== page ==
100 Songs: Music that Shaped My Life–“I Put a Spell on You” by Jalacy “Screamin’ Jay” Hawkins

“I Put a Spell on You” is a 1956 song written and composed by Jalacy “Screamin’ Jay” Hawkins, whose own recording was one of the Rock and Roll Hall of Fame’s “500 Songs that Shaped Rock and Roll.”

It was also included in Robert Christgau’s “Basic Record Library” of 1950s and 1960s recordings—published in Christgau’s Record Guide: Rock Albums of the Seventies (1981), and ranked No. 313 on Rolling Stone magazine’s list of The 500 Greatest Songs of All Time.

It became classic cult song covered by a variety of artists and was his greatest commercial success, surpassing a million copies in sales, even though it failed to make the Billboard pop or R&B charts.

Hawkins had originally intended to record “I Put a Spell on You” as “a refined love song, a blues ballad.” However, producer Arnold Maxin “brought in ribs and chicken and got everybody drunk, and we came out with this weird version … I don’t even remember making the record. Before, I was just a normal blues singer. I was just Jay Hawkins. It all sort of just fell in place. I found out I could do more destroying a song and screaming it to death.”

Hawkins first recorded “I Put a Spell on You” as ballad during his stint with Grand Records in late 1955. However, that version was not released at the time (it has since been reissued on Hawkins’ UK Rev-Ola CD The Whamee 1953–55).

The following year, Hawkins re-recorded the song for Columbia’s Okeh Records—the notorious screaming version, which was released in October 1956.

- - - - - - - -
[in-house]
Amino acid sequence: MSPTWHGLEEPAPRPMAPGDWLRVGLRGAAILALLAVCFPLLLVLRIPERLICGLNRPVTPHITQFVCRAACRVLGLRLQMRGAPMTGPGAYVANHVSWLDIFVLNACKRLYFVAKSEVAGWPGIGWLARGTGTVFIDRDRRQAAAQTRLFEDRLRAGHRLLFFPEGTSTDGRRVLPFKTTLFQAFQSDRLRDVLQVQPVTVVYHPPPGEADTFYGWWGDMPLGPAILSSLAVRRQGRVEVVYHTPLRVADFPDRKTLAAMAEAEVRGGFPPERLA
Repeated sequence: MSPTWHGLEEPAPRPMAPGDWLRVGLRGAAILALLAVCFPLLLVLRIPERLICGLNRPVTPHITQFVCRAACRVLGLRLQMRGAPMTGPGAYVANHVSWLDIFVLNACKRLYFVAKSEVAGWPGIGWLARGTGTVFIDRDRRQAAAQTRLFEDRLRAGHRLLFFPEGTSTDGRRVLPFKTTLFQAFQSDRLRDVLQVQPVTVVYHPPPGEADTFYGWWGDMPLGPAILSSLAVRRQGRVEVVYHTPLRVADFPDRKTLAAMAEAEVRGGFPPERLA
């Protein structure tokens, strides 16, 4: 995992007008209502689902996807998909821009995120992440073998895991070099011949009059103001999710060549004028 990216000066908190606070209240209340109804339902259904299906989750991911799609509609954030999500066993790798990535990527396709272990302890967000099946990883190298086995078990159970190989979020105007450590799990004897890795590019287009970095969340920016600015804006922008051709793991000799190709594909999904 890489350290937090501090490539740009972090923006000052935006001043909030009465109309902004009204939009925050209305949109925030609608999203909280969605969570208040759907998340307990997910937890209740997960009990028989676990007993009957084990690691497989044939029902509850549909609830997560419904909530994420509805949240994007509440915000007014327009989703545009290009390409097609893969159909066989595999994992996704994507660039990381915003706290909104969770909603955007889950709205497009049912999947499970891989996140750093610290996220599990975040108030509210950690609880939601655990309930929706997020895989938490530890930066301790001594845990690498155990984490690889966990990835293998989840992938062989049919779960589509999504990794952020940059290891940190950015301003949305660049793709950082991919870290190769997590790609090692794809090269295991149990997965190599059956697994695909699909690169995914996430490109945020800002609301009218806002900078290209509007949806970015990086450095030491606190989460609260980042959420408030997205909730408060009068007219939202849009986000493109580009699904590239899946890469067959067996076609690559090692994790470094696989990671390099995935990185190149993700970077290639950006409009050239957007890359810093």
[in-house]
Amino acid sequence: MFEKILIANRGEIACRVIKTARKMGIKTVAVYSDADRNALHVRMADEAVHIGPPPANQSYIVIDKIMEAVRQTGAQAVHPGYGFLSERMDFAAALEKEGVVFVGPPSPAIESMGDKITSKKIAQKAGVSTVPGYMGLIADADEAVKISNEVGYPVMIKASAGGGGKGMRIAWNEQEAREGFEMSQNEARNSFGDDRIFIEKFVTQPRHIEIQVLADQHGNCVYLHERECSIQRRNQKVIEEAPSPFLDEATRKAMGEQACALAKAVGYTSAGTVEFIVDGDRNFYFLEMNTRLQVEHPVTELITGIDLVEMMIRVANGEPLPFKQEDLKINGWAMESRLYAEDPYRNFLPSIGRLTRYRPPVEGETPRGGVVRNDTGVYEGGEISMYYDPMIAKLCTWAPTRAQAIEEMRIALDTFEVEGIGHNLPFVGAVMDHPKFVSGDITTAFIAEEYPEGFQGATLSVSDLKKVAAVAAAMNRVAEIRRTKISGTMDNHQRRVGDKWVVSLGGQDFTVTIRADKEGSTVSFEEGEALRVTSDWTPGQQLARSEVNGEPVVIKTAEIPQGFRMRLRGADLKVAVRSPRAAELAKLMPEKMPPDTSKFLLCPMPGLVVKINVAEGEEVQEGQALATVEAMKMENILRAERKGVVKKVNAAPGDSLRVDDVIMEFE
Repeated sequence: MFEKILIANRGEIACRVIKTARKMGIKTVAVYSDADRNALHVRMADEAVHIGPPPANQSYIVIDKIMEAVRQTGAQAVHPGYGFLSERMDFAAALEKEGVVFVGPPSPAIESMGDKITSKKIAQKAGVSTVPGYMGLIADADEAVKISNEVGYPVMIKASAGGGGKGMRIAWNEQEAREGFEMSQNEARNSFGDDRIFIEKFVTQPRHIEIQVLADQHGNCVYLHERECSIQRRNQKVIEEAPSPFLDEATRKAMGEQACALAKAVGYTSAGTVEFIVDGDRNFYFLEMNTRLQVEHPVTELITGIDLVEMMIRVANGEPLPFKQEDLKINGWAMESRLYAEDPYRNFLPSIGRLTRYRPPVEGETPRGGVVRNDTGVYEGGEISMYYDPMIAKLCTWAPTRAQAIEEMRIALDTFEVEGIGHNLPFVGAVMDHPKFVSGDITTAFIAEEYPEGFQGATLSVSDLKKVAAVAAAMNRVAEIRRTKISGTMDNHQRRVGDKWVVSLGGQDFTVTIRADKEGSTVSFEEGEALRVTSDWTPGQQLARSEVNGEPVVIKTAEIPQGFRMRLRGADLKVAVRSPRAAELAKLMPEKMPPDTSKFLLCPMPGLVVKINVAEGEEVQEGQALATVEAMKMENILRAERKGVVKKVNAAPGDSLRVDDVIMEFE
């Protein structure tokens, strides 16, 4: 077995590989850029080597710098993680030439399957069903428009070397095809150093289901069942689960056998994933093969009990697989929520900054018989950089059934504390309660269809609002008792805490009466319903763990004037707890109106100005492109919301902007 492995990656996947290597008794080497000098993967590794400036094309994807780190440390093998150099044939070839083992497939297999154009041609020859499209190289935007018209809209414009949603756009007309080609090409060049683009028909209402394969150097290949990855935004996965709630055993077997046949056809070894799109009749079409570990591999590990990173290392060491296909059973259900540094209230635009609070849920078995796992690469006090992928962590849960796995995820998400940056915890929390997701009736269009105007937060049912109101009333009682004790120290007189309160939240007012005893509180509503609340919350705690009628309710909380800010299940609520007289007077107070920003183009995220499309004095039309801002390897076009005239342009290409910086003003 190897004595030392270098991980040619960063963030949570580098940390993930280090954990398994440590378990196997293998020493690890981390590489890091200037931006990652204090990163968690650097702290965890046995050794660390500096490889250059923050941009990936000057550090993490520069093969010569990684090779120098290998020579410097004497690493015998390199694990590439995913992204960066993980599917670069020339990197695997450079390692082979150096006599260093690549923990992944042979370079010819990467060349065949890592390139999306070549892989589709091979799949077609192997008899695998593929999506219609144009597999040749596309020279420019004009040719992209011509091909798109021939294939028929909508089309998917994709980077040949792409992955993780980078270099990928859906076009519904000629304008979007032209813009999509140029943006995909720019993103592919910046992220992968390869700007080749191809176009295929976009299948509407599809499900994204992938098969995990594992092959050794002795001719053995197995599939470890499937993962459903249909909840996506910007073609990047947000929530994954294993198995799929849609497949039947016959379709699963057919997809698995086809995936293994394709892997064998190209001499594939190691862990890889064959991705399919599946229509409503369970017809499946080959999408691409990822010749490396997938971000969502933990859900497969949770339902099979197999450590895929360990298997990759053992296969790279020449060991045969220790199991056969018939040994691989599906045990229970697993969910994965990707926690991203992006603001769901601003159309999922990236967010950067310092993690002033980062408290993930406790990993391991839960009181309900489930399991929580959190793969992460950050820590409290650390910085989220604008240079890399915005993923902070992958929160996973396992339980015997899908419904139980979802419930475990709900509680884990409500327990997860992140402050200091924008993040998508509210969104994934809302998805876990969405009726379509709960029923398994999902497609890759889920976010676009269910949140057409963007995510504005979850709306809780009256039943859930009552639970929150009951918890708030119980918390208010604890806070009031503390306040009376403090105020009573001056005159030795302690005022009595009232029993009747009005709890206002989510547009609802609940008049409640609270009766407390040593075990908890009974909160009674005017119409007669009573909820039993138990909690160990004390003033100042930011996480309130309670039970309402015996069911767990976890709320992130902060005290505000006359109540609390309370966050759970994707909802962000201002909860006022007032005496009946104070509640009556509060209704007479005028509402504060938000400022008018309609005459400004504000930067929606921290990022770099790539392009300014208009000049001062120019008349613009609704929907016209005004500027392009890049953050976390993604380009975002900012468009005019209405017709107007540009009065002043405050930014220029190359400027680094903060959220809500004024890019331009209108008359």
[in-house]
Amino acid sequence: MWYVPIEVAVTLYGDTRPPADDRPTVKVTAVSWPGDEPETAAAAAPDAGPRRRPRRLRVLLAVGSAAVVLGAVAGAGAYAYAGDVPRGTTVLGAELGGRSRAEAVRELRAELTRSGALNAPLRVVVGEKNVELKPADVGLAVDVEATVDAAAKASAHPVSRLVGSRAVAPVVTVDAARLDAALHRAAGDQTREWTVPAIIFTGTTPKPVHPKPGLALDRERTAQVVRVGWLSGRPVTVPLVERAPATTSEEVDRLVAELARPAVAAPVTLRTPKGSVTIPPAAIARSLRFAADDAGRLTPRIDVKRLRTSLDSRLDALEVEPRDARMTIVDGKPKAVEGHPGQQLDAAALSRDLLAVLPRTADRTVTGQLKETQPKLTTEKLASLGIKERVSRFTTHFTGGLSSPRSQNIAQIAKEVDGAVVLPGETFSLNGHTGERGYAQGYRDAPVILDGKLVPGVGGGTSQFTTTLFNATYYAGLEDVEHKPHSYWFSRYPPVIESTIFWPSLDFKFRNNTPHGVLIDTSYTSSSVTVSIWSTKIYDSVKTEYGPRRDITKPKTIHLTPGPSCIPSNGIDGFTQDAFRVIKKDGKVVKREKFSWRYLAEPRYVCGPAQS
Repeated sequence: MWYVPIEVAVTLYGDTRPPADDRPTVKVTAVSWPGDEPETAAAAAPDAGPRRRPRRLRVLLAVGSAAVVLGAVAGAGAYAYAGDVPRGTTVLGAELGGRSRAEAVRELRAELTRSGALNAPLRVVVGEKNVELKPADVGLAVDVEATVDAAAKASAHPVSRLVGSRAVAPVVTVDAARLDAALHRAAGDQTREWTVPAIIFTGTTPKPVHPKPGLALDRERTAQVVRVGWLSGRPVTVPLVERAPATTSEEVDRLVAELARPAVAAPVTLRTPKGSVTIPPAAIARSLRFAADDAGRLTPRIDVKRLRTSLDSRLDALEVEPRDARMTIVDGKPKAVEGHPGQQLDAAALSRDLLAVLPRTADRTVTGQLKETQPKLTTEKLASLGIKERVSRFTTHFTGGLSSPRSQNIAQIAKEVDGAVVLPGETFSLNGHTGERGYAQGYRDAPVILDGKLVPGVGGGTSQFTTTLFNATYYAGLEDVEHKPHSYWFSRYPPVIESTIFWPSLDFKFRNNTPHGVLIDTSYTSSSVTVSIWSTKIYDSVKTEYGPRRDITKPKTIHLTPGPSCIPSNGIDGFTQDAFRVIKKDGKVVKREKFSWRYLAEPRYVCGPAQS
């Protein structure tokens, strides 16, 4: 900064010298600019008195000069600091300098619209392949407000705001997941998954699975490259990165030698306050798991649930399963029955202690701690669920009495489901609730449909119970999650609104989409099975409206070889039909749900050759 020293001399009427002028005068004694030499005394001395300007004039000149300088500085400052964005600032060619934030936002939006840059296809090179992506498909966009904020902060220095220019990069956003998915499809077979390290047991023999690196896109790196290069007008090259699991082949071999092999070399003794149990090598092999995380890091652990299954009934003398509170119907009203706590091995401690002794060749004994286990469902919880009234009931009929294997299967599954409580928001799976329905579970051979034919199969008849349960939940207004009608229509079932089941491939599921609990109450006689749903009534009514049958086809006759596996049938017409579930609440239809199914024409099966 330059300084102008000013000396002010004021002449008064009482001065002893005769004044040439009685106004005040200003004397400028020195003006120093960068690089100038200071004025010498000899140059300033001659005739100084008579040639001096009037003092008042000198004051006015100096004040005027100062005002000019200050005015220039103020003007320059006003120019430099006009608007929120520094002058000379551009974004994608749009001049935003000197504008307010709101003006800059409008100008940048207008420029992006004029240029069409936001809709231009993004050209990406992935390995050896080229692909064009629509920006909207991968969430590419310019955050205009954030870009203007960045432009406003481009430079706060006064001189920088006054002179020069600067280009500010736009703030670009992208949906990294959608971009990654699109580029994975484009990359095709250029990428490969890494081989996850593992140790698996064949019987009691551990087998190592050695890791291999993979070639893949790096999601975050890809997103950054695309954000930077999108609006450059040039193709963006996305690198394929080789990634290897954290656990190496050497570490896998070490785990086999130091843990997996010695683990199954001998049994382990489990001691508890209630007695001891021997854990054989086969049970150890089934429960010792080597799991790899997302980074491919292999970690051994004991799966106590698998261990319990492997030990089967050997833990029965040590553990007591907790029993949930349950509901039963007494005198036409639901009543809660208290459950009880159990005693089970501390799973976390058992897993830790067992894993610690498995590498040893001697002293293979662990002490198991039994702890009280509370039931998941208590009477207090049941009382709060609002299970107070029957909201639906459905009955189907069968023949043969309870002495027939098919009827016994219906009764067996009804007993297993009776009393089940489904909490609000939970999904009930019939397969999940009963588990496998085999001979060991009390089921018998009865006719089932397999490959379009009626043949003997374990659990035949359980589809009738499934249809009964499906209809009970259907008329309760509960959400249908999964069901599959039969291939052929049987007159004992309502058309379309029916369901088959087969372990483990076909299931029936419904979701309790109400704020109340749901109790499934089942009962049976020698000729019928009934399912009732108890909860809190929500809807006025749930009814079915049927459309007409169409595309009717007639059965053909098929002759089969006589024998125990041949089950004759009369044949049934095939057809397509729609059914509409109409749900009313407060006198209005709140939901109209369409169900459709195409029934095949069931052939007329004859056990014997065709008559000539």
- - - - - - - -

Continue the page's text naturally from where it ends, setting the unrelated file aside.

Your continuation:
However, this version was banned from most radio programming for its outrageous “cannibalistic” style.

A truncated version was later released omitting the grunts and moans from the ending of the song, but the ban remained. Despite the restriction, the record still sold over a million copies.

The hit brought Hawkins together with Cleveland disc jockey Alan Freed who added him to his “Rock and Roll Revue.”

Up to this time, Hawkins had been a blues performer; emotional, but not wild. Freed suggested a gimmick to capitalize on the “demented” sound of “I Put a Spell on You”: Hawkins wore a long cape, and appeared onstage by rising out of a coffin in the midst of smoke and fog. The act was a sensation, bolstered by tusks worn in Hawkins’ nose, on-stage snakes and fireworks, a cigarette-smoking skull named “Henry” and Hawkins transforming himself into “the black Vincent Price.”

This theatrical act was one of the first shock rock performances.

The original version recurs in Jim Jarmusch’s film Stranger than Paradise.

Vocals – Jalacy Hawkins
Guitar – Mickey Baker
Piano – Ernie Hayes
Tenor saxophone – Sam “The Man” Taylor
Baritone saxophone – Bud Johnson
Bass – Al Lucas
Drums – David “Panama” Francis
Arrangement – Leroy Kirkland


“I Put a Spell on You” has been covered by artists extensively; there are hundred versions. Most treat the song seriously; few attempt to duplicate Hawkins’ bravura performance. Although Hawkins’ own version never charted, later cover versions have.

Nina Simone’s version from her album of the same name reached No. 120 Pop[16] and No. 23 on the U.S. Billboard R&B chart in 1965; it also reached No. 49 on the UK singles chart that year, and No. 28 when it was reissued in 1969.

Creedence Clearwater Revival’s version reached No. 58 on the U.S. Hot 100 in 1968.

The band later performed it at the Woodstock Festival in 1969.